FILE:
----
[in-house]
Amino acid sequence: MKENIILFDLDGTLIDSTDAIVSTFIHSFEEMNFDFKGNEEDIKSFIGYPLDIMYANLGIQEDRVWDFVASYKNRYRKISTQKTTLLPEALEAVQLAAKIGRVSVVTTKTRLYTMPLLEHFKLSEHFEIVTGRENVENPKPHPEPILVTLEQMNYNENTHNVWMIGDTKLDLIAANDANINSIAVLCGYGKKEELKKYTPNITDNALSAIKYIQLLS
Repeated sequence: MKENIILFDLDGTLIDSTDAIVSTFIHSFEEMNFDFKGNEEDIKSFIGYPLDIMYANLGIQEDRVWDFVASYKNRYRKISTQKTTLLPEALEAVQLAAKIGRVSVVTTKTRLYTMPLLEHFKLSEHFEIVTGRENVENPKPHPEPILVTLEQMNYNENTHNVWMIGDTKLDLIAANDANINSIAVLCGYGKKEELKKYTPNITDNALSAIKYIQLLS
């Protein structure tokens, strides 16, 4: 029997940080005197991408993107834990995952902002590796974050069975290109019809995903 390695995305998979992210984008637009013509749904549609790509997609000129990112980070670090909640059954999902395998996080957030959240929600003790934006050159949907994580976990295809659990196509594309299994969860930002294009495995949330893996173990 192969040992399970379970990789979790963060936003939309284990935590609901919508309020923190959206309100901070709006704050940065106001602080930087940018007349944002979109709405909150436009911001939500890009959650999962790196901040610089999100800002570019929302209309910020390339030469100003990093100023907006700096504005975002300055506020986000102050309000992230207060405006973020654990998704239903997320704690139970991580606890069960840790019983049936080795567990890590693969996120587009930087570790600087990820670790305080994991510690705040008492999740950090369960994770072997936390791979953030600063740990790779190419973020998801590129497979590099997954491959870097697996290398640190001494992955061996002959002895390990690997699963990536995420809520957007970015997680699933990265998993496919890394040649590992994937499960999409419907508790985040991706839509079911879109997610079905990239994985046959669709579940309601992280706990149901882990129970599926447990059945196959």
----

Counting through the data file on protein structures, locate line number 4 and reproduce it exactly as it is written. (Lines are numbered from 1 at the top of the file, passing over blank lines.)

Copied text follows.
């Protein structure tokens, strides 16, 4: 029997940080005197991408993107834990995952902002590796974050069975290109019809995903 390695995305998979992210984008637009013509749904549609790509997609000129990112980070670090909640059954999902395998996080957030959240929600003790934006050159949907994580976990295809659990196509594309299994969860930002294009495995949330893996173990 192969040992399970379970990789979790963060936003939309284990935590609901919508309020923190959206309100901070709006704050940065106001602080930087940018007349944002979109709405909150436009911001939500890009959650999962790196901040610089999100800002570019929302209309910020390339030469100003990093100023907006700096504005975002300055506020986000102050309000992230207060405006973020654990998704239903997320704690139970991580606890069960840790019983049936080795567990890590693969996120587009930087570790600087990820670790305080994991510690705040008492999740950090369960994770072997936390791979953030600063740990790779190419973020998801590129497979590099997954491959870097697996290398640190001494992955061996002959002895390990690997699963990536995420809520957007970015997680699933990265998993496919890394040649590992994937499960999409419907508790985040991706839509079911879109997610079905990239994985046959669709579940309601992280706990149901882990129970599926447990059945196959």